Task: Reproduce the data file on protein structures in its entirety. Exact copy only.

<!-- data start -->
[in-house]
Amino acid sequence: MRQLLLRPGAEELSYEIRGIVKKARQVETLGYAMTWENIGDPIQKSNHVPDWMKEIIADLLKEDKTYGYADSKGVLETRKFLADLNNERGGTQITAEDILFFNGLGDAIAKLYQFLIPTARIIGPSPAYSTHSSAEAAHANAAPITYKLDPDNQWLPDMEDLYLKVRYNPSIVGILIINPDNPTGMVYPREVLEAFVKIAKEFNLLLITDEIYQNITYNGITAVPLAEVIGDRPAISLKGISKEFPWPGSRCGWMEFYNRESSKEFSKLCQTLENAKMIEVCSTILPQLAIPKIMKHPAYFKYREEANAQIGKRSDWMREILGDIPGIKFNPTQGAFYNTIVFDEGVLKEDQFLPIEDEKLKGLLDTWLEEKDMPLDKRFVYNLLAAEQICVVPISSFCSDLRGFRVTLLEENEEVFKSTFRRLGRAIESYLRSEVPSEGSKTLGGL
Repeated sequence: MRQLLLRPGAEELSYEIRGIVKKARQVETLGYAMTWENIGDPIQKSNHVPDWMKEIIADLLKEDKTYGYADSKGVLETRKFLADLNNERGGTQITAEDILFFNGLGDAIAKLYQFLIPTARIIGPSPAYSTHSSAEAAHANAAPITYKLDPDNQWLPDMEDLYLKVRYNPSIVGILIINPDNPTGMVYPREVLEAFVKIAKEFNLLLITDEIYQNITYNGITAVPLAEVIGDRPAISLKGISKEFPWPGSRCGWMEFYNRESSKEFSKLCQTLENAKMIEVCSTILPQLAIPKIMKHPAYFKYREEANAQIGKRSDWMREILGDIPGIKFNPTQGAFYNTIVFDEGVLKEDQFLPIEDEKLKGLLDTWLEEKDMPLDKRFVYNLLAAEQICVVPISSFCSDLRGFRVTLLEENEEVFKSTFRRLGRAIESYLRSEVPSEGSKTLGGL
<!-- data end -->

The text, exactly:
[in-house]
Amino acid sequence: MRQLLLRPGAEELSYEIRGIVKKARQVETLGYAMTWENIGDPIQKSNHVPDWMKEIIADLLKEDKTYGYADSKGVLETRKFLADLNNERGGTQITAEDILFFNGLGDAIAKLYQFLIPTARIIGPSPAYSTHSSAEAAHANAAPITYKLDPDNQWLPDMEDLYLKVRYNPSIVGILIINPDNPTGMVYPREVLEAFVKIAKEFNLLLITDEIYQNITYNGITAVPLAEVIGDRPAISLKGISKEFPWPGSRCGWMEFYNRESSKEFSKLCQTLENAKMIEVCSTILPQLAIPKIMKHPAYFKYREEANAQIGKRSDWMREILGDIPGIKFNPTQGAFYNTIVFDEGVLKEDQFLPIEDEKLKGLLDTWLEEKDMPLDKRFVYNLLAAEQICVVPISSFCSDLRGFRVTLLEENEEVFKSTFRRLGRAIESYLRSEVPSEGSKTLGGL
Repeated sequence: MRQLLLRPGAEELSYEIRGIVKKARQVETLGYAMTWENIGDPIQKSNHVPDWMKEIIADLLKEDKTYGYADSKGVLETRKFLADLNNERGGTQITAEDILFFNGLGDAIAKLYQFLIPTARIIGPSPAYSTHSSAEAAHANAAPITYKLDPDNQWLPDMEDLYLKVRYNPSIVGILIINPDNPTGMVYPREVLEAFVKIAKEFNLLLITDEIYQNITYNGITAVPLAEVIGDRPAISLKGISKEFPWPGSRCGWMEFYNRESSKEFSKLCQTLENAKMIEVCSTILPQLAIPKIMKHPAYFKYREEANAQIGKRSDWMREILGDIPGIKFNPTQGAFYNTIVFDEGVLKEDQFLPIEDEKLKGLLDTWLEEKDMPLDKRFVYNLLAAEQICVVPISSFCSDLRGFRVTLLEENEEVFKSTFRRLGRAIESYLRSEVPSEGSKTLGGL